Conan O’Brien is disappointed, maybe, with friendly late-night rival Jon Stewart. O’Brien and producer Jeff Ross made a pit stop Wednesday afternoon at Trattoria Dell’Arte in Manhattan between appearances on Howard Stern and The Daily Show With Jon Stewart to pitch Conan’s upcoming special about his adventures in Havana.
“If I can still get giddy about something, that’s miraculous to me.”
But he also had some funny thoughts about the toll a long stretch in the same business can take. “There’s wear-and-tear doing this for a long time,” he told a small group of journalists summoned to hear about the upcoming special (next Wednesday, March 4, at 11 PM on TBS). “If I can still get giddy about something, that’s miraculous to me. The fight now is to keep it interesting. I think there’s going to be a day when I wake up and I think, I just can’t think of another thing that I could possibly do with this form—and then I’ll do five more years.
“I think Jon’s got it all wrong,” he continued. “What I want to tell him is, ‘What if farmers had your attitude? I want to get out on top. This was a good crop, I’m gonna…’ No, no, no we need the food! What if an eye surgeon said, ‘I think I’ve done my best work, I’m out…’ No—these kids can’t see…”
For O’Brien, the four days in Havana was clearly a way to stay fresh. In 1959 Jack Paar had taken the Tonight Show to Cuba and interviewed Fidel Castro, in the brief period between the revolution and the embargo. As soon as the Obama Administration announced the relaxation of rules to allow American easier passage to Cuba, he told Ross, “We’ve gotta go. We’ve gotta go right away because we don’t know what’s gonna happen, we just gotta go.” Team Coco comprised 10 staff members including the host and producer, for the trip over President’s Day weekend.
“We only had four days in Havana,” O’Brien said. “I felt very strongly that I did not want this to be a snarky-American-comedy take, I don’t want this to be political. I want to go as a comedian who’s making fun of himself, and I want to try to make the Cuban people laugh. And in that regard I think we were successful. Everywhere we went people were really open to meeting us, and when I would do stuff with them, improvise with them, they were really funny and really quick.”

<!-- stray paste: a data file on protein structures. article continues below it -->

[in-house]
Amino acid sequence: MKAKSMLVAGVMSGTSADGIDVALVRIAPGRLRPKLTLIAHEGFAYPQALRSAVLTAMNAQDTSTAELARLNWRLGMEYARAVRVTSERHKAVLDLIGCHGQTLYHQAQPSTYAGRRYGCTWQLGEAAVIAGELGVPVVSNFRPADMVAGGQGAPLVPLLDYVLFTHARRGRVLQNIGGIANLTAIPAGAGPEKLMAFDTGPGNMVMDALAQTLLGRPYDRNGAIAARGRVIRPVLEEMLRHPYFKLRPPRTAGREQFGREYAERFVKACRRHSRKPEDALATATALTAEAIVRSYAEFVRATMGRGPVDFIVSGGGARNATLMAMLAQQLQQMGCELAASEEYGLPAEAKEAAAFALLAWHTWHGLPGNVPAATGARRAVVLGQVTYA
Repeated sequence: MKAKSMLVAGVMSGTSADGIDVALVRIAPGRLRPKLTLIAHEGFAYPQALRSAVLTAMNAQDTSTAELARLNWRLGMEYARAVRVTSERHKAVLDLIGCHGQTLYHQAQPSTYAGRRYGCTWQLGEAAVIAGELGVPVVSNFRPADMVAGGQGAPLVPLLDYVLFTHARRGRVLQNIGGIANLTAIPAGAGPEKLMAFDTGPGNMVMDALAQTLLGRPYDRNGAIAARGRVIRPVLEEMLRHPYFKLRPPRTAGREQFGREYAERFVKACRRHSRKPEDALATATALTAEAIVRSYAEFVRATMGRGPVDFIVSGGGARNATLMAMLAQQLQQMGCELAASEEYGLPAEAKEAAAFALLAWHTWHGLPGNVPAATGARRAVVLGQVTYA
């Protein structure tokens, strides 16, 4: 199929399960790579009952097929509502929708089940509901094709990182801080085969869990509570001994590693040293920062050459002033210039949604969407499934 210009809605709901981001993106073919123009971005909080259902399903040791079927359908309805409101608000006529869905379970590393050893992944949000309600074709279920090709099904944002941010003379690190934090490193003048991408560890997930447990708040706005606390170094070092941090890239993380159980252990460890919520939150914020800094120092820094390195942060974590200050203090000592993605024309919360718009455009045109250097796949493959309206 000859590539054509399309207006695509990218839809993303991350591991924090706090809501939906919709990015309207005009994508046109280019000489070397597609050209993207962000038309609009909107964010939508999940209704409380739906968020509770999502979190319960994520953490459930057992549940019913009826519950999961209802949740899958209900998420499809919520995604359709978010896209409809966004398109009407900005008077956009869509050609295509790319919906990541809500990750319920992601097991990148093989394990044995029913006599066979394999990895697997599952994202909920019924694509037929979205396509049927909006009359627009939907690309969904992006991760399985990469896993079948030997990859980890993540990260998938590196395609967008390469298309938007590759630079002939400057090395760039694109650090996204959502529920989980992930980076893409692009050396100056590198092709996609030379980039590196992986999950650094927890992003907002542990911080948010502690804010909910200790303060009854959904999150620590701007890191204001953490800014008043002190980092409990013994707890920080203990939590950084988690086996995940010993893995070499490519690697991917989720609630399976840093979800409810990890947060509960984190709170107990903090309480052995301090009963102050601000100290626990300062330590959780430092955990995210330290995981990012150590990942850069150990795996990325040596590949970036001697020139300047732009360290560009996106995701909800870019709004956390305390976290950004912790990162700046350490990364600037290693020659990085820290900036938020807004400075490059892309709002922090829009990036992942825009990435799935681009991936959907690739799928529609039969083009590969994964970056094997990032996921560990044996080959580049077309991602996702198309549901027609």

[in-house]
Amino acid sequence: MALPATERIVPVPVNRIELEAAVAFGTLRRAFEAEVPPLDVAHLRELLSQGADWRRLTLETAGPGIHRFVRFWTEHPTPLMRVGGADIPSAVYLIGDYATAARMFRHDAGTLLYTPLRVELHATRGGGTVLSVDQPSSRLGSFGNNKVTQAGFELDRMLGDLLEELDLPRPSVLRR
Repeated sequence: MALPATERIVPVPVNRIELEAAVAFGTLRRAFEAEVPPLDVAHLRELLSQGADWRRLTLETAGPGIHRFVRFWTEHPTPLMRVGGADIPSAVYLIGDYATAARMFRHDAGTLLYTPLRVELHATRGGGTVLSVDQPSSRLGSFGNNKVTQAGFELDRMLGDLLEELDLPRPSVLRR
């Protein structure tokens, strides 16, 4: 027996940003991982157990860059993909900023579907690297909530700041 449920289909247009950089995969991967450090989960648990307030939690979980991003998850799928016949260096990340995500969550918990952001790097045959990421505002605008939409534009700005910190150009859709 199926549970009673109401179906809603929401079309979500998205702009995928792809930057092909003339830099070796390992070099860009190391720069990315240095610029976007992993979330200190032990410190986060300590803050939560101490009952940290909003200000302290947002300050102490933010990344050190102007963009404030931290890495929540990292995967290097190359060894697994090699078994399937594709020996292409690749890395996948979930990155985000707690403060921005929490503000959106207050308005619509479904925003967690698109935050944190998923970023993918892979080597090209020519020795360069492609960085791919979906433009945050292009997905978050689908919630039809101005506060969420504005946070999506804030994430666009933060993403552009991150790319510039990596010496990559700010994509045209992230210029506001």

One of his objectives was to dispel some of the clichés about a Havana frozen in time. “It’s very easy for us to come in and say ‘These old ’50s cars and the crumbling,’ like a hipster, ‘Isn’t this so cool, let’s leave it the way it is.’ Now you’re being a very condescending paternalistic. When it was suggested he’d done just that by promoting the special with a photo of himself in an ice-cream suit and fedora appendages to an Eisenhower-era land yacht, he riposted, “Right, but that’s just because I look good.”
Over the course of the trip, Conan takes a lesson in Spanish slang, tries to learn salsa, gig with musicians, and even do some stand-up, with varying, if limited, success. The visit that most impressed him, he said, was to a cigar factory. “They let me into a cigar factory where they hand-make cigars, it’s 400 people in a room and they make them by hand and they’re works of art,” he recounted. “It takes nine months of study before they even let you in the factory.” Possibly this is true of cigar factories in the Dominican Republic, Salvador and other cigar-making centers in the region, though admittedly none with the cachet of a Cuban hand-rolled.
“In Cuba, pornography is shooting what they’re up to with their significant other on their cell phone — and handing it to somebody.”
“One thing that was a constant,” O’Brien said of the people he and his crew encountered. “They’re very interested in ‘What do Americans think of us?’ I did not get into the Castro regime and how people feel about the last 50 years. I said America’s a very divided country, we disagree on everything,” but that a poll had shown most Americans in favor of ending the embargo. “They were happy to hear that, they want things to change,” he reported.
Two things glaring in their absence: billboards, and the Internet. “I was talking to somebody about pornography, because that’s the topic I always go to first,” he said. “In Cuba, pornography is shooting what they’re up to with their significant other on their cell phone, putting it on a memory stick — and handing it to somebody.”
Low-key and engaged, O’Brien said he’d been genuinely moved by the trip, both as a new way of working and as a chance to perform for an audience unfamiliar with his his comedy. “Stuff like this re-energizes me. I still love the form,” he said, “but in a world where there’s more and more and more and more shows, there’s more of an impetus to keep changing, do something radically different from what I was able to do 10 years ago.”
Then again, I guess it’s energizing when the old way works, too. “People think comedy’s all about somebody telling great jokes,” he said. “OK, well that’s part of the job, but I believe that two-thirds of it — and [it’s true of] the people who did it the best, whether it’s Jack Benny or Johnny Carson — are the laughs from reacting. So if you’re playing these video games” — which he did on a recent segment featuring Super Bowl rivals Marshawn Lynch and Rob Gronkowski — “and which are horrific, and you’re playing them with Marshawn and Gronk, the biggest laughs in that piece are us honestly reacting to someone’s heart being pulled out through their anus, we’re like Oppenheimer watching The Bomb go off.
“I’ve only, for 22 years, been aggressively pursuing, ‘What’s funny here?,” he said, returning to the subject at hand. “This was a different agenda. Our marching orders for the B-roll was, ‘Get as much as you can of this beautiful city.’ Because it’s going to change and it’s probably going to change quickly.”
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